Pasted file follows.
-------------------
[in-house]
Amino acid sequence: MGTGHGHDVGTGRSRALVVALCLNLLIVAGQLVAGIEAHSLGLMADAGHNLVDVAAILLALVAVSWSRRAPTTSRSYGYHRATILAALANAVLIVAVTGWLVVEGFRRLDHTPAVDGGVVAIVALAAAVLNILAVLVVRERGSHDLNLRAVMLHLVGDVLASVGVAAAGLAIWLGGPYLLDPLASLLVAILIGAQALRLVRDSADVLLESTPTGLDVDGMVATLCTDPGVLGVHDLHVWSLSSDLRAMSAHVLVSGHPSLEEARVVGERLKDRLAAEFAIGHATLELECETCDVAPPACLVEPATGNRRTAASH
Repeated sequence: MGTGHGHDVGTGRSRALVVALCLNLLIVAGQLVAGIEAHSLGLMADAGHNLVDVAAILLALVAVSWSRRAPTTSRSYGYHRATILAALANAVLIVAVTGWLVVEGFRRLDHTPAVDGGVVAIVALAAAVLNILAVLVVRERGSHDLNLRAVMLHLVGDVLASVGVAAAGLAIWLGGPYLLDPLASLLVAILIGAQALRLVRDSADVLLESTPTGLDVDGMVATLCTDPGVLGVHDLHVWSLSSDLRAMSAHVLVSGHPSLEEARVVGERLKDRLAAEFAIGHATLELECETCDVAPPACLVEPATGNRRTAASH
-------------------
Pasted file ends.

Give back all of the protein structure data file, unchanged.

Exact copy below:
[in-house]
Amino acid sequence: MGTGHGHDVGTGRSRALVVALCLNLLIVAGQLVAGIEAHSLGLMADAGHNLVDVAAILLALVAVSWSRRAPTTSRSYGYHRATILAALANAVLIVAVTGWLVVEGFRRLDHTPAVDGGVVAIVALAAAVLNILAVLVVRERGSHDLNLRAVMLHLVGDVLASVGVAAAGLAIWLGGPYLLDPLASLLVAILIGAQALRLVRDSADVLLESTPTGLDVDGMVATLCTDPGVLGVHDLHVWSLSSDLRAMSAHVLVSGHPSLEEARVVGERLKDRLAAEFAIGHATLELECETCDVAPPACLVEPATGNRRTAASH
Repeated sequence: MGTGHGHDVGTGRSRALVVALCLNLLIVAGQLVAGIEAHSLGLMADAGHNLVDVAAILLALVAVSWSRRAPTTSRSYGYHRATILAALANAVLIVAVTGWLVVEGFRRLDHTPAVDGGVVAIVALAAAVLNILAVLVVRERGSHDLNLRAVMLHLVGDVLASVGVAAAGLAIWLGGPYLLDPLASLLVAILIGAQALRLVRDSADVLLESTPTGLDVDGMVATLCTDPGVLGVHDLHVWSLSSDLRAMSAHVLVSGHPSLEEARVVGERLKDRLAAEFAIGHATLELECETCDVAPPACLVEPATGNRRTAASH